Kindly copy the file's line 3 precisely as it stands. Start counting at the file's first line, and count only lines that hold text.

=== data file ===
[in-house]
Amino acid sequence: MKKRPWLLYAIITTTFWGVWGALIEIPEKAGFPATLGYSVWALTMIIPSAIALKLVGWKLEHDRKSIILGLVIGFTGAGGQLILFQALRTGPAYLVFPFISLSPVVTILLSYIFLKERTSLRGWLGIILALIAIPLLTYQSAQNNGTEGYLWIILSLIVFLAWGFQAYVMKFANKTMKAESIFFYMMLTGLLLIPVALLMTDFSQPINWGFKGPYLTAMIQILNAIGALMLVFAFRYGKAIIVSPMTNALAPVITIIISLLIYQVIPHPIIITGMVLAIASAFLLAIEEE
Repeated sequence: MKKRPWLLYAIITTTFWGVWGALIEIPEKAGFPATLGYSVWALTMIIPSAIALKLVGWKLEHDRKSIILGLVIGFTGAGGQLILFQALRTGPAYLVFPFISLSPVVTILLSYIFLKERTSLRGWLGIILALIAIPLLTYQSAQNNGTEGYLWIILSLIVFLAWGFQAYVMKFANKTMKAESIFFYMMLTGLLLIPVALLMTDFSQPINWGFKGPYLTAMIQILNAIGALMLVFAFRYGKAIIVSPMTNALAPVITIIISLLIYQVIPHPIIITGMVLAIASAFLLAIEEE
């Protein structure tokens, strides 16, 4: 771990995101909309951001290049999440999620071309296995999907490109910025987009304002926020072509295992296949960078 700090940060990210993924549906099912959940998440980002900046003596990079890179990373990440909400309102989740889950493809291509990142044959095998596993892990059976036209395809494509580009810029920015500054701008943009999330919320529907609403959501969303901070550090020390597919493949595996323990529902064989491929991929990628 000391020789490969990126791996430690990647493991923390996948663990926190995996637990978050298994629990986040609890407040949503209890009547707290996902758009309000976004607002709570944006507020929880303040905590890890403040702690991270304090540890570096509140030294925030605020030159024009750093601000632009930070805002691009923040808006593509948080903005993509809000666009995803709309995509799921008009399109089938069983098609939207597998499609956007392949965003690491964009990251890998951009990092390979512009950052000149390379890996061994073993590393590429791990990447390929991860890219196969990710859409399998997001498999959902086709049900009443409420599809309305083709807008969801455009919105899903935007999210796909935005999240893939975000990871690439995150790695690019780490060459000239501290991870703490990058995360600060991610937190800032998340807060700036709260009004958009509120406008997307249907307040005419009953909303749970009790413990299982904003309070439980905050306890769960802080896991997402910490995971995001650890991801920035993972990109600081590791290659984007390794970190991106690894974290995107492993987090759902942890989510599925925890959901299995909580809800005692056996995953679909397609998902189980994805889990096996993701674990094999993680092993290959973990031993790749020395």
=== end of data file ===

Repeated sequence: MKKRPWLLYAIITTTFWGVWGALIEIPEKAGFPATLGYSVWALTMIIPSAIALKLVGWKLEHDRKSIILGLVIGFTGAGGQLILFQALRTGPAYLVFPFISLSPVVTILLSYIFLKERTSLRGWLGIILALIAIPLLTYQSAQNNGTEGYLWIILSLIVFLAWGFQAYVMKFANKTMKAESIFFYMMLTGLLLIPVALLMTDFSQPINWGFKGPYLTAMIQILNAIGALMLVFAFRYGKAIIVSPMTNALAPVITIIISLLIYQVIPHPIIITGMVLAIASAFLLAIEEE